Senses on fire: what Helen Garner helped me understand about my writing

One thing the outback does is clears my mind of all the clutter. I have time to think, I am not scrolling through social media or getting caught up in the craziness of everyday life. I listen to birds, watch the sun come up, watch the sun go down and notice tiny details. Most importantly, I am inspired to write…

In the air-conditioned tractor cab while my husband sweats through another forty-five degree day on the post driver, highly lauded Australian author Helen Garner reflects on decades of searching for perfect sentences in her 80th birthday podcast episode.

Oops! I forget to lift the driver before I move forward another seven metres and I lose track of Garner for a few seconds, distracted by the exuberant hand gestures in my rear vision mirror. Back on the line, I slide my finger back a minute or two so I don’t miss one single word of Helen’s.

She lights a flame and my senses are on fire. I can’t wait to swap the GPS and tractor wheel for my keyboard. I’ve always been an observer of small things but Garner makes me appreciate the power observation gives me as a writer.  It is left to me to capture moments, landscapes and places very few people are privileged enough to see.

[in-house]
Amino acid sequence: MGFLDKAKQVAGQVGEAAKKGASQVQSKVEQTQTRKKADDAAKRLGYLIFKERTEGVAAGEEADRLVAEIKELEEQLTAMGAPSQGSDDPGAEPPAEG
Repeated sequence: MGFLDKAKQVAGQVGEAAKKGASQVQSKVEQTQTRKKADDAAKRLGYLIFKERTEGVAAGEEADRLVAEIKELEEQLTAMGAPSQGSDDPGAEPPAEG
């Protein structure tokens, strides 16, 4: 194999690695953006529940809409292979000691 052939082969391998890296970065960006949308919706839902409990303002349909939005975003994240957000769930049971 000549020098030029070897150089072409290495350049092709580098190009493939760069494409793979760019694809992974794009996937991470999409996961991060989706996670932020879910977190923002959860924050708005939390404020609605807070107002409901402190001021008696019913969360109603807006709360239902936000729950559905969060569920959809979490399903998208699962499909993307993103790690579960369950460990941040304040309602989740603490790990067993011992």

Dragonflies dance millimetres from the surface, while life-sucking carp feast greedily to create bubbles that spread from beneath and muddy the waters.

A yellow belly vies for position, determined to survive amongst the river-invading carp who breed like rabbits in the flush of flood waters that have spent months snaking their way across what is usually a parched landscape.

Bright white spoonbill ibis circle overhead, cussing in a deep throaty tune at human intrusion on their sacred place.

Birdsong from hundreds of tiny robins and rare bush birds fill ancient eucalypts that line the banks. The closer we get to the long concrete weir that stretches from one side of the remote river to the other, they’re barely audible above the hypnotising roar of water.

It is easy to picture Aboriginals gathering in this sacred place, feasting from the rich food and water source that nourished them for thousands of years.

Yabbies the size of crayfish.

Rock skimming amusing us for hours.

Now all I need to do is insert a body floating over this isolated weir and I’m well on my way to my next plot twist. Watch this space!